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Plan to sell Greenwich Village Children's Aid Society Building Worries Community

By DNAinfo Staff on December 2, 2010 5:17pm

The Children's Aid Society announced Thursday that it's considering selling its Greenwich Village location at 209-219 Sullivan Street.
The Children's Aid Society announced Thursday that it's considering selling its Greenwich Village location at 209-219 Sullivan Street.
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DNAinfo/Gabriela Resto-Montero

By Gabriela Resto-Montero

DNAinfo Reporter/Producer

GREENWICH VILLAGE — More than 100 years after setting up shop on Sullivan Street to serve newly-arrived immigrants, the Children's Aid Society says their work in Greenwich Village is done.

The society announced this week that it was considering selling the Philip Coltoff Center at 219 Sullivan Street in order to shift its focus to neighborhoods with fewer resources than the Village.

"It is our hope that the community will recognize the difficult nature of this decision and understand that we must focus our finite resources – both human and financial – on those underserved communities of New York City where parents have the fewest quality options for their children," said Richard Buery, the society's CEO and president, in a statement on Thursday.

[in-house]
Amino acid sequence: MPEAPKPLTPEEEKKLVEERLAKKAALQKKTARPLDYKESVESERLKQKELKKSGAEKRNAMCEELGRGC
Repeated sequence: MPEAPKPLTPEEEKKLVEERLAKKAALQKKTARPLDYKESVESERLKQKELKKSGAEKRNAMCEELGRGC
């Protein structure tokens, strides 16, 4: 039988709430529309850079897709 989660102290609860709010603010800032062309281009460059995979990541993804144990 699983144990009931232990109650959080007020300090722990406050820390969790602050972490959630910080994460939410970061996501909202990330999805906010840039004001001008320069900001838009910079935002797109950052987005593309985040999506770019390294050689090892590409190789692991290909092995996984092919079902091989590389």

Buery added that the median income of families in Greenwich Village was more than twice that of families in the Morissania section of the Bronx, where the society had been increasing its services for the past 10 years.

The society's board of trustees will make a final decision on whether to sell the property on Dec. 16.

In the meantime, parents of children enrolled in the center's preschool programs said they were devastated by the proposal and worried that they'd already missed next year's enrollment deadlines.

"We love our school," said Rory Byrne, whose four- and two-year-old children attend the center.

"It's been wonderful to us and we'll do anything to get it back," Byrne said.

The announcement also put the rush on efforts to include the society's buildings in the South Village Historic District, which was approved by the Landmarks Preservation Commission in June, without including Sullivan Street.

In a letter to the LPC, Andrew Berman, executive director for the Greenwich Village Society for Historic Preservation, said that, without protection, the buildings would likely be torn down and turned into dorms.

"We are urging the city to keep its long overdue promise and move ahead with consideration of this area for landmark designation right away," Berman said.

Representatives from the Children's Society said on Thursday that they had not entered into any sales negotiations with NYU or any other school.